Preterm birth results in low nephron endowment and increased risk of acute kidney injury (AKI) and chronic kidney disease (CKD). To understand the pathogenesis of AKI and CKD in preterm humans, we generated potentially novel mouse models with a 30%–70% reduction in nephron number by inhibiting or deleting Ret tyrosine kinase in the developing ureteric bud. These mice developed glomerular and tubular hypertrophy, followed by the transition to CKD, recapitulating the renal pathological changes seen in humans born preterm. We injected neonatal mice with gentamicin, a ubiquitous nephrotoxic exposure in preterm infants, and detected more severe proximal tubular injury in mice with low nephron number compared with controls with normal nephron number. Mice with low nephron number had reduced proliferative repair with more rapid development of CKD. Furthermore, mice had more profound inflammation with highly elevated levels of MCP-1 and CXCL10, produced in part by damaged proximal tubules. Our study directly links low nephron endowment with postnatal renal hypertrophy, which in this model is maladaptive and results in CKD. Underdeveloped kidneys are more susceptible to gentamicin-induced AKI, suggesting that AKI in the setting of low nephron number is more severe and further increases the risk of CKD in this vulnerable population.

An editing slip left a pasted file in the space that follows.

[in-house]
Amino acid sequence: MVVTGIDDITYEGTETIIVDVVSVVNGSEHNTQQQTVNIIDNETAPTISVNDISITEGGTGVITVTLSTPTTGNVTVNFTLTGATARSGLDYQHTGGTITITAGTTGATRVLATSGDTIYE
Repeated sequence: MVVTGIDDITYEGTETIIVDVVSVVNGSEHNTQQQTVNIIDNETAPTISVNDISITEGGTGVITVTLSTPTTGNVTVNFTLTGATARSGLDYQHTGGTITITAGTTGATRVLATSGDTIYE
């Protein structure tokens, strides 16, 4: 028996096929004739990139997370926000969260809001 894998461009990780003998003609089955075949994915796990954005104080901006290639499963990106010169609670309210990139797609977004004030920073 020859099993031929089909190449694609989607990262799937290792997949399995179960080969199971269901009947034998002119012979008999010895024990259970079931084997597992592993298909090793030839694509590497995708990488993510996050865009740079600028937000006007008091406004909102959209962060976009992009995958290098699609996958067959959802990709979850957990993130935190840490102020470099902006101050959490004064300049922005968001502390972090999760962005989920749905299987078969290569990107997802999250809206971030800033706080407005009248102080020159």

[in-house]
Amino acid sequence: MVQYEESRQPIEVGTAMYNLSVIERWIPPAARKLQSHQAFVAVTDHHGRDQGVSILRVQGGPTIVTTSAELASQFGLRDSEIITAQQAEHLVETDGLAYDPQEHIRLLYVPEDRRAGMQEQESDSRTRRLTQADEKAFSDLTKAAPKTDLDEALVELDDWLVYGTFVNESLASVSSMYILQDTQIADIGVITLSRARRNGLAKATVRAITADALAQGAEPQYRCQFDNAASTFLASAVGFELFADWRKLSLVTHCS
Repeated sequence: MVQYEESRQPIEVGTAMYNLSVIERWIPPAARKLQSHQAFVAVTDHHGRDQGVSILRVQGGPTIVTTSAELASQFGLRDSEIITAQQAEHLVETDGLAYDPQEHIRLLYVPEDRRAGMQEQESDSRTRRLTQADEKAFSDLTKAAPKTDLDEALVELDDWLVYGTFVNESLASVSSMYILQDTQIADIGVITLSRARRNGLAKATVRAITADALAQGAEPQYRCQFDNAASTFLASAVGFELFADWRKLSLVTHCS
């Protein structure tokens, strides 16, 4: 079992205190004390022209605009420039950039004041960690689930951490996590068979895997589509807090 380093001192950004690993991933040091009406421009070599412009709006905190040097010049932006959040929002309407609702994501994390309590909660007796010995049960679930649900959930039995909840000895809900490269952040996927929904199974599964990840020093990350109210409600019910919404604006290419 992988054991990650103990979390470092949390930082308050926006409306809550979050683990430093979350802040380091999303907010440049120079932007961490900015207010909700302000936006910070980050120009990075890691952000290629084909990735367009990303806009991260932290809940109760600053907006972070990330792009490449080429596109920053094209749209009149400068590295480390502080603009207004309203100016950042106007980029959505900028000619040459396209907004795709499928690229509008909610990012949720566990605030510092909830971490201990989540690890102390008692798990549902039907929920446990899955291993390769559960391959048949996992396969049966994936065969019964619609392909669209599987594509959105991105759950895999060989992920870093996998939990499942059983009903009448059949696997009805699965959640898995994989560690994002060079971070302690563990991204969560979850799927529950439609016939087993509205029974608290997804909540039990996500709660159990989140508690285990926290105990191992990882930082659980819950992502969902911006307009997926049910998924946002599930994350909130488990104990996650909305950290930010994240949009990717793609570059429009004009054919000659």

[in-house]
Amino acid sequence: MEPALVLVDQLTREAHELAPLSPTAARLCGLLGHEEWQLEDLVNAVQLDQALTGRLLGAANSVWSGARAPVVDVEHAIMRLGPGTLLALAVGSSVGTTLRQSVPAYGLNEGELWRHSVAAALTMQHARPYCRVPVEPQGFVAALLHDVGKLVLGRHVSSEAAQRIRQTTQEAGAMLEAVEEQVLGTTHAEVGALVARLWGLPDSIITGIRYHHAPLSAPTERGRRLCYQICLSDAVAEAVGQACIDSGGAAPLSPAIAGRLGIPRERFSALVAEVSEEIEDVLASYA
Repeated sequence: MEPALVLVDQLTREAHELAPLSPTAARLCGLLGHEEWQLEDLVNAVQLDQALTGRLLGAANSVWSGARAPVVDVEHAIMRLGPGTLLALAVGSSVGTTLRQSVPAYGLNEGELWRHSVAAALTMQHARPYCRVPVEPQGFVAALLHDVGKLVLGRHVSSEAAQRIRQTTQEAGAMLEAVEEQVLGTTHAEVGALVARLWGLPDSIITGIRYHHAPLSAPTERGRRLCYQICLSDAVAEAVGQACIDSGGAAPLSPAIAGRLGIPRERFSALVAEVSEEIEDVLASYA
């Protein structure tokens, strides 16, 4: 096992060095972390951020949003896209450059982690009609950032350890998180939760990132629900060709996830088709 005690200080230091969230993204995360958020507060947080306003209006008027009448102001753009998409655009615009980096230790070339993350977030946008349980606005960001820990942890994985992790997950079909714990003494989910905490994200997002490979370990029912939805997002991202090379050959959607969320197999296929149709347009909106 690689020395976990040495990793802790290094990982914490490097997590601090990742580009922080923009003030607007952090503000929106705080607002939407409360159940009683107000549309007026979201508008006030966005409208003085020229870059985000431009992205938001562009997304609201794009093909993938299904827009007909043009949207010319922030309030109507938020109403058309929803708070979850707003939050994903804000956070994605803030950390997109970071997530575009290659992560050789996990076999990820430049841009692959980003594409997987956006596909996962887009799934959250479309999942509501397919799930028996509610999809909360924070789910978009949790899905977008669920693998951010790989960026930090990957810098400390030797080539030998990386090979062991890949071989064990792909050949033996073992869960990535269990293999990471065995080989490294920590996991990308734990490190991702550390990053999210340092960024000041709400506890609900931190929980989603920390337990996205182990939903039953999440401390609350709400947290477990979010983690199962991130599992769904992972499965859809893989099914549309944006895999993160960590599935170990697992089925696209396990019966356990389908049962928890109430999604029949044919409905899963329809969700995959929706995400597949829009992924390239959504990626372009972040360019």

Pamela I. Good, Ling Li, Holly A. Hurst, Ileana Serrano Herrera, Katherine Xu, Meenakshi Rao, David A. Bateman, Qais Al-Awqati, Vivette D. D’Agati, Frank Costantini, Fangming Lin